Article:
DOCUMENTS | VILNIUS JEWISH LIFE | LITVAK AFFAIRS | DEMOCRACY | GOOD WILL FOUNDATION | HUMAN RIGHTS
VILNIUS—One month ago, on 7 July 2017, twenty of the twenty-one elected board members of the Vilnius Jewish Community (the 21st was abroad) signed a full-hearted letter addressed to the Good Will Foundation, the Lithuanian government restitution fund for Jewish community survival deriving from part of the value of the communal properties owned by the annihilated religious Jewish communities of prewar Lithuania. To this date, there has been no reply from the Good Will Foundation, nor any statement from its esteemed foreign board members who represent the World Jewish Restitution Organization. The board’s co-chair is Andrew Baker of the American Jewish Committee, who is a recipient of a number of Lithuanian government medals over the years.
Noting the lack of any reply after the one-month mark, one of the Vilnius Jewish Community board members who signed the letter, Professor Josif Parasonis, himself a former deputy chairperson of the Jewish Community of Lithuania, released it to the media earlier today. A facsimile follows below. The document is also available as PDF.
Today also saw publication on Alfa.lt, a major Lithuanian news portal, of an article on the alleged ethical corruption of the current leadership of the official Jewish community allegedly in close collaboration with certain government officials. [Updates: The Vilnius Jewish Community posted a draft translation into English on its Facebook page; an English translation is available as PDF, and a Russian translation has appeared in an Israeli publication.] There are parts of the article, particularly on the violation of legitimate democratic process in the recent elections for chairperson of the Lithuanian Jewish Community, that coincide with last month’s letter from the twenty elected representatives of the Vilnius Jewish Community.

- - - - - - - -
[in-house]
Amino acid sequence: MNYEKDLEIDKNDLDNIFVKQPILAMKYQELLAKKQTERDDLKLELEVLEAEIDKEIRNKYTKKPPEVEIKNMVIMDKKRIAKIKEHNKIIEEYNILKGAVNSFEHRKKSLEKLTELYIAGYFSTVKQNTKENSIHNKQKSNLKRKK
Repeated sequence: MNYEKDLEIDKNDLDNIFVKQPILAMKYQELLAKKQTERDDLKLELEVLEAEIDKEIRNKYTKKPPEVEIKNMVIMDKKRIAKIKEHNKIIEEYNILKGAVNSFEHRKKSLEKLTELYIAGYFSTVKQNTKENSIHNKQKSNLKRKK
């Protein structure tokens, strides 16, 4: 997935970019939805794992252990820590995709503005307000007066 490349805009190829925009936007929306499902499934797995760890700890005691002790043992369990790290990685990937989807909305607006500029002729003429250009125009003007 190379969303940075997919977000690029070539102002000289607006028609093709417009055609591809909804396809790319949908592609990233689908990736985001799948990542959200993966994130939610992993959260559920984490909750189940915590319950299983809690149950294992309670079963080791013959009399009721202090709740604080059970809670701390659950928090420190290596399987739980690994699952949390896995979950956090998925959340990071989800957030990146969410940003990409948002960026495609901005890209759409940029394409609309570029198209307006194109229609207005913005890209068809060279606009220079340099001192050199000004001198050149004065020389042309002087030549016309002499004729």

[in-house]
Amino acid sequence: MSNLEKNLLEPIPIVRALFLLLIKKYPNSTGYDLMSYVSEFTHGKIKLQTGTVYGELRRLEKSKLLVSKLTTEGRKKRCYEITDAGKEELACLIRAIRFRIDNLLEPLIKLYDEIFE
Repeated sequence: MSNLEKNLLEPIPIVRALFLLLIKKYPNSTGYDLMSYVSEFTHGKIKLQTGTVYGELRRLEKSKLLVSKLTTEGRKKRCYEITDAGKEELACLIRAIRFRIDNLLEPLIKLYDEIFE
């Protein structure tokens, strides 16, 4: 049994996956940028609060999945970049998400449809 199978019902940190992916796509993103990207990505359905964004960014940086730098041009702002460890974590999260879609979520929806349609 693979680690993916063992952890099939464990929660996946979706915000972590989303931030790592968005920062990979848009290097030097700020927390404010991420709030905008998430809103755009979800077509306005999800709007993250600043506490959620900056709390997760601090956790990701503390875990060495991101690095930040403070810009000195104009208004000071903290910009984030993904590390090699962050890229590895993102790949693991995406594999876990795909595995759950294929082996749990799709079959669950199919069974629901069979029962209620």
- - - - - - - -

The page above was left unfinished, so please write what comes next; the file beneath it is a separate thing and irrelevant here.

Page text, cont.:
The Vilnius Jewish Community’s Letter (PDF)
Today’s Alfa.lt article in English translation (PDF)
In a deep blow to the morale of the actual surviving Jewish community, the chairperson, with help from a handful of oligarchs on her board, changed the rules in the middle of the election campaign for chairperson last spring, to disenfranchise the 2,200 Jews of Vilnius and ensure her reelection by a closed circle of cronies and oligarchs (one of whom lives in Brussels and was granted two votes, i.e. twice as much representation as the 2,200 Jews of Vilnius; one of the two votes represents a museum that is not yet built, in a town with no Jewish residents). The actual Jewish community members who tried to attend were kept out by armed security guards at the 28 May “kangaroo election proceedings.” A disturbing incident in the same spirit was reported on 3 August by the Vilnius Jewish Community, when its elected chairperson, Simonas Gurevičius (Simon Gurevich), was stopped, by a burly security guard, from participating in a meeting of the LJC board of which he is a member and then prevented for a time, by the same guard, from leaving the building.
In the eyes of some observers, the regime led by eminent attorney Faina Kukliansky, after losing a public air of legitimacy by allegedly stealing the election via the mid-campaign rule change, went on to try to delegitimize the public democratic election of the Vilnius Jewish Community held on 24 May by reacting to it with an effectively antisemitic article on the official community website, deleted after publication in Defending History and coverage by JTA. It led to an oblique apology (that also makes reference to a second version of the offending article), and further reactions from the community’s Professor Pinchos Fridberg, a Holocaust survivor, and Leonas Kaplanas, a world-renowned master piano educator. Some of their essays on community questions from recent years appear in the Pinchos Fridberg and Leonas Kaplanas sections in Defending History.